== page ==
I’ve mentioned before that I had this terrible feeling that the extended school days were a way to pull kids away from their parents — keeping kids in school until 5:00, a very long day for them — and essentially breaking up families. They no sooner get home, and have to do homework. If they are involved in after school sports, with the added time for homework, they essentially have no down time with their parents. No time to just sit and think.
The child would be on a bus two hours before school. No time for breakfast….so the school would provide one. This also applies for smaller communities that don’t have that bus time, but nevertheless, the parents are poor and cannot afford to feed their own children healthy, nutritious breakfasts. This was one of my pet peeves when working as a substitute — kids would be sooo hungry by 10:00 a.m. that they could not concentrate on their schoolwork. It upset me that parents were either too poor to feed them, or they were so rushed because they had jobs to get to that the child went without breakfast.
And when I see programs for breakfasts for kids…I think “why aren’t they paying parents enough so they can afford to feed their children…?
In the 60s and 70s, with a stay-at-home Mom, kids got breakfast and most households could afford the basics. The importance of this becomes more and more apparent as I see the fabric of society tearing. I see the kids being put in childcare before they can even speak. They are handed over to adults whose only connection is the paycheck they get each week from the parent. This is not their child, so their involvement stops at there. Nobody is going to care for one’s child more than a parent. I’ve seen horror stories of childcare workers bullying children and even pitting children against one another for their own entertainment.
The stay-at-home Moms also have a chance to really get to know their child. I wonder now at young Moms who are rushed in the mornings to get to a job, rushed at night to get dinner on (or worse, pop something in the microwave that is not nutritious and introducing radiation into the home); and not really having a chance to understand their child and the child’s unique pace of development.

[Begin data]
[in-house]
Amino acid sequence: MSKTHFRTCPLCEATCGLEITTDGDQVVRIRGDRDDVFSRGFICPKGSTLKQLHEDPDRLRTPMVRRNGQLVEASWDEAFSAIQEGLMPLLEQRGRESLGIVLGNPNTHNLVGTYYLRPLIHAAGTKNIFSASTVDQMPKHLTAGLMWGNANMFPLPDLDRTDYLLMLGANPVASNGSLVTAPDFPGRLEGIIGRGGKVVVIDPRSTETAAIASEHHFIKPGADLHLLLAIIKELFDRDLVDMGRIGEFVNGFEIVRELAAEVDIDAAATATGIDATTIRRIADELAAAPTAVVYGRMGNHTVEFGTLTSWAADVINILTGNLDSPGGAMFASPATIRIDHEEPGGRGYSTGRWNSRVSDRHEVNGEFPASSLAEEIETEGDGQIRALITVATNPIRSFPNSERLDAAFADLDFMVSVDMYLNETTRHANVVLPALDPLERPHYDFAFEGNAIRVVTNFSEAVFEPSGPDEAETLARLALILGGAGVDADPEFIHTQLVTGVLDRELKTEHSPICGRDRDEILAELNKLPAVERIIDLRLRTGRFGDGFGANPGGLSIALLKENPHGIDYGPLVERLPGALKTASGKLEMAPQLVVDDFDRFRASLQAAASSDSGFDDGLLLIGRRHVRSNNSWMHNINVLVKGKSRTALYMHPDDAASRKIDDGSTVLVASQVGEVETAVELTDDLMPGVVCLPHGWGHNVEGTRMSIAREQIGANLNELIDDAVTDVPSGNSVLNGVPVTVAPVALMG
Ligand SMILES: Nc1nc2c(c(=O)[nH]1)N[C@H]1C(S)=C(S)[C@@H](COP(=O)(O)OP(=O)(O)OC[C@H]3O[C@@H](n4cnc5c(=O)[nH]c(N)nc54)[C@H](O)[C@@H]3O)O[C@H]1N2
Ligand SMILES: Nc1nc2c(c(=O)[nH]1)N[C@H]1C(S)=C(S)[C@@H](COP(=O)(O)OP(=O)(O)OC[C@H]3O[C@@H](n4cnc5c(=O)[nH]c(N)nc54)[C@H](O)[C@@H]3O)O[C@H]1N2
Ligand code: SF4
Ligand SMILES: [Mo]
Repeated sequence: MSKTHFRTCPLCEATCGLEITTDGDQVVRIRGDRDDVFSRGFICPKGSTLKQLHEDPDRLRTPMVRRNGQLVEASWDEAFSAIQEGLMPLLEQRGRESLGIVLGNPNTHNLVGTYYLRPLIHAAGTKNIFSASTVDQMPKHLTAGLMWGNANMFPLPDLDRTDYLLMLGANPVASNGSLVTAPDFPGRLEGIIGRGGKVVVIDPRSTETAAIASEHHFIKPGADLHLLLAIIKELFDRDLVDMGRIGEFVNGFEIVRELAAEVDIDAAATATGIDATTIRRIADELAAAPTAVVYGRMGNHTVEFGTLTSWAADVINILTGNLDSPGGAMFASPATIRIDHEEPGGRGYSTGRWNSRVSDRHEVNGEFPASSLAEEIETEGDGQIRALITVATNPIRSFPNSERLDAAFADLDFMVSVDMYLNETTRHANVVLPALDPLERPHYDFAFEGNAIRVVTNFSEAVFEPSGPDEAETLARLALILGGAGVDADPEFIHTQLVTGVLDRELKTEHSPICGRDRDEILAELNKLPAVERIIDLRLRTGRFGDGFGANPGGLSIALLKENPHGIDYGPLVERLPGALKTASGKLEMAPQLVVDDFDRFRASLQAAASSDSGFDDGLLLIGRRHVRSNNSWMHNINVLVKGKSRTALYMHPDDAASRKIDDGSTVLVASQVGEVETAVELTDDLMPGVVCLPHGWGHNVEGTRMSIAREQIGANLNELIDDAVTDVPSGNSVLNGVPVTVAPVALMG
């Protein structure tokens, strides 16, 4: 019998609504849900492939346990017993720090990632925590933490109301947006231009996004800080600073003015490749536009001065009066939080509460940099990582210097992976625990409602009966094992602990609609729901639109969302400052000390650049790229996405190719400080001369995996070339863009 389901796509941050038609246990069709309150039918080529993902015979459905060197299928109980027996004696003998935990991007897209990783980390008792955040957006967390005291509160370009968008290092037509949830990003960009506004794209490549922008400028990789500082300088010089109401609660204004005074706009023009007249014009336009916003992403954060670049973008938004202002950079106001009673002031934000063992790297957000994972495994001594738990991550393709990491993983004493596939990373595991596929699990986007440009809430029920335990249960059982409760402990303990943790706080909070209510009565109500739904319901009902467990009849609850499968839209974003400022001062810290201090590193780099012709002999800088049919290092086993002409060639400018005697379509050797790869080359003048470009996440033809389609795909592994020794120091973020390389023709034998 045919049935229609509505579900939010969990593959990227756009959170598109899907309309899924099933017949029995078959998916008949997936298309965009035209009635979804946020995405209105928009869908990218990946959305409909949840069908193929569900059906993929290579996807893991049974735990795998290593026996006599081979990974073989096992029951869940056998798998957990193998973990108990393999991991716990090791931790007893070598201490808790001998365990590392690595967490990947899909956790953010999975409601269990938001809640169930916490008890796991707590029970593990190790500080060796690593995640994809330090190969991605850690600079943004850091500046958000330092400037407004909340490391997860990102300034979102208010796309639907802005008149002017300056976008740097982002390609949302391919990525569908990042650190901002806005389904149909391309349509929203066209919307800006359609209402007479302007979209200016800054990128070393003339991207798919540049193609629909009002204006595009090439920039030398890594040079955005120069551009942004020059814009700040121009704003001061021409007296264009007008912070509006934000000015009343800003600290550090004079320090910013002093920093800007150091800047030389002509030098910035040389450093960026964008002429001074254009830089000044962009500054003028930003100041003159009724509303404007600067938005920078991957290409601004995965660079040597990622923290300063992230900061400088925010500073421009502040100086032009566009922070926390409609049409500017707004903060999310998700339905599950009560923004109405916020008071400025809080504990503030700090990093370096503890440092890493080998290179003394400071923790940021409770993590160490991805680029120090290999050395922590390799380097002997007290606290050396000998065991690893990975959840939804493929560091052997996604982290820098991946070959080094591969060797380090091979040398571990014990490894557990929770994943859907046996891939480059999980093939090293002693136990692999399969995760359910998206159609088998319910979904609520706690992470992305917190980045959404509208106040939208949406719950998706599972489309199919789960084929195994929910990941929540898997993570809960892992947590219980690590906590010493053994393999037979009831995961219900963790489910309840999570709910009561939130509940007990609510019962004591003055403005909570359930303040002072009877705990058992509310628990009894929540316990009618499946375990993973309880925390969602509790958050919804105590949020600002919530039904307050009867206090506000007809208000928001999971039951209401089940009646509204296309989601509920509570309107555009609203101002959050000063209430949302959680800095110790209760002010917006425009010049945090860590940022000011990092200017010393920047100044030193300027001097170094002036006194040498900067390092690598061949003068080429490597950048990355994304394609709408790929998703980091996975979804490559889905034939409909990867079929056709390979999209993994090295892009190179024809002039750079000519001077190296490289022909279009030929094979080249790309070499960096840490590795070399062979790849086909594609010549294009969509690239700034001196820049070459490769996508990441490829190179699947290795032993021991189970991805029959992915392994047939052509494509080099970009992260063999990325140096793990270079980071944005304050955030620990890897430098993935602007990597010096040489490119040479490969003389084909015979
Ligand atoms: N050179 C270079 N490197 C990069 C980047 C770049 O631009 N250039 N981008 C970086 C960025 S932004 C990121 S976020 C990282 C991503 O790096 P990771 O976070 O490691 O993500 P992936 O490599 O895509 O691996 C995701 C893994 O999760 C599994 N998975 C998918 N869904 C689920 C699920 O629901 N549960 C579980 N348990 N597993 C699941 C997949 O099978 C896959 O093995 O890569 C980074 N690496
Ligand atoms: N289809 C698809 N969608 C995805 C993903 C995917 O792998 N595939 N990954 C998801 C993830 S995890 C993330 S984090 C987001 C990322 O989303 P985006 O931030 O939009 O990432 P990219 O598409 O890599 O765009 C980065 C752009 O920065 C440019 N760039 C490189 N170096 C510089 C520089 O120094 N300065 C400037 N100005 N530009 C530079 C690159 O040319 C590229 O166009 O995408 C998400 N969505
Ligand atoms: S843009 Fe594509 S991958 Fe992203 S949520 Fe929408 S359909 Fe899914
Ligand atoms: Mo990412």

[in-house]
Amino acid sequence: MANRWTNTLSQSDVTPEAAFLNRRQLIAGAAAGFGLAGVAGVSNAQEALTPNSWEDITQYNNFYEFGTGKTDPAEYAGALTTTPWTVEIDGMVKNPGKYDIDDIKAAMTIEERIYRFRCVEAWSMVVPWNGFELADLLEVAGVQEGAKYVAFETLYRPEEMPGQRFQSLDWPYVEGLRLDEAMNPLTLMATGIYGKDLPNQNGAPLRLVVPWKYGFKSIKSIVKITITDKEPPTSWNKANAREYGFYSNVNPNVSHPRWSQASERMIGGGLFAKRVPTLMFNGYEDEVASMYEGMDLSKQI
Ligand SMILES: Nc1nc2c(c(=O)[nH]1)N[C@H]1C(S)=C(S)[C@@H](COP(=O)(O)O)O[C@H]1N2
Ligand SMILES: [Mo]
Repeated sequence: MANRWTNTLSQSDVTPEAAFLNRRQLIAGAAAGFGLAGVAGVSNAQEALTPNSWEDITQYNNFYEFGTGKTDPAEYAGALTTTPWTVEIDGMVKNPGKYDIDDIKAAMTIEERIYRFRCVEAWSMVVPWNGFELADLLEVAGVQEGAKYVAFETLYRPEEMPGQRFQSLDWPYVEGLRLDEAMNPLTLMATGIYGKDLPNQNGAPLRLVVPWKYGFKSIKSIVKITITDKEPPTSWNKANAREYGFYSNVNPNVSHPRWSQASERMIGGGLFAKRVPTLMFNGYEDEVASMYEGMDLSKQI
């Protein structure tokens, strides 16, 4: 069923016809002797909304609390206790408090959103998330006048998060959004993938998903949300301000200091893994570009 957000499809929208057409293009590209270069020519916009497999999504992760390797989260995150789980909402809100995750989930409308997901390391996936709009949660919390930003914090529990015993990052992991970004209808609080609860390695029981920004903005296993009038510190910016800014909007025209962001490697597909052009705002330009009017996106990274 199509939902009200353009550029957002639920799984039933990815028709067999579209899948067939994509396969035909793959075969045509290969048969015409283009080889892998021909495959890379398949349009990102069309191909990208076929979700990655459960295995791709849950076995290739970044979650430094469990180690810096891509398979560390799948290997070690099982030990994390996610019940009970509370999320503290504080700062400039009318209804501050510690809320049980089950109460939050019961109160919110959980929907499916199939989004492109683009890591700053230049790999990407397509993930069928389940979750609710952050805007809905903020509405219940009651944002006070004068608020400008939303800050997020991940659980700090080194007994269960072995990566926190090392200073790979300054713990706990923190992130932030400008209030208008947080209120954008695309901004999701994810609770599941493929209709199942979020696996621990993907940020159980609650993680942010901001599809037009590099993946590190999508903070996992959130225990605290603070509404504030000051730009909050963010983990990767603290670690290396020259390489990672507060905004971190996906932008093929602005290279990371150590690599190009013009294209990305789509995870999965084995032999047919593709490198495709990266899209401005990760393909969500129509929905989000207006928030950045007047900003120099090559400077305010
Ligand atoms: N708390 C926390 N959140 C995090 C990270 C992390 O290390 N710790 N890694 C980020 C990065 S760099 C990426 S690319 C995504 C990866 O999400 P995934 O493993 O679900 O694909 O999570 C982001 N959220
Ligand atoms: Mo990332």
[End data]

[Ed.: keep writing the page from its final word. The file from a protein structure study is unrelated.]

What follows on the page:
So…this morning, I’m watching the Weather Channel, which sidesteps chemtrails/geoengineering, but will go on and on about tornadoes, floods, and earthquakes. During this segment, they were talking about whether a child should be sent home during a tornado warning.
Now, that in itself seems pretty normal.
But what was not normal was how they were talking –my Communications ears perked up at the language.
They said things like “perhaps the child does not have a safe home to go to…”
They also said things like the school should determine whether the school was safer than the child’s home.
They insinuated that they knew better than the child’s parents. And that they were construction engineers that would determine the safety of the child’s home. Yep.
And the school that was flattened in Oklahoma a few years ago flashed in my head.
There is no way that they could tell whether a child is safer at home or at the school. A tornado is so powerful and so unpredictable that there are countless stories of tornadoes flattening one building while leaving the one right next to it untouched. One cannot say with certainty that a person is safer in one building than another. And the Weather Channel itself glorifies those storm chasers who will be right next to a tornado, out in the open…and survive. Hmmm…
So…that begs the question of why they are now trying to say a school will determine whether a child is safer at school than at home. That is a parent’s right to decide. I got that sick feeling in my gut about this…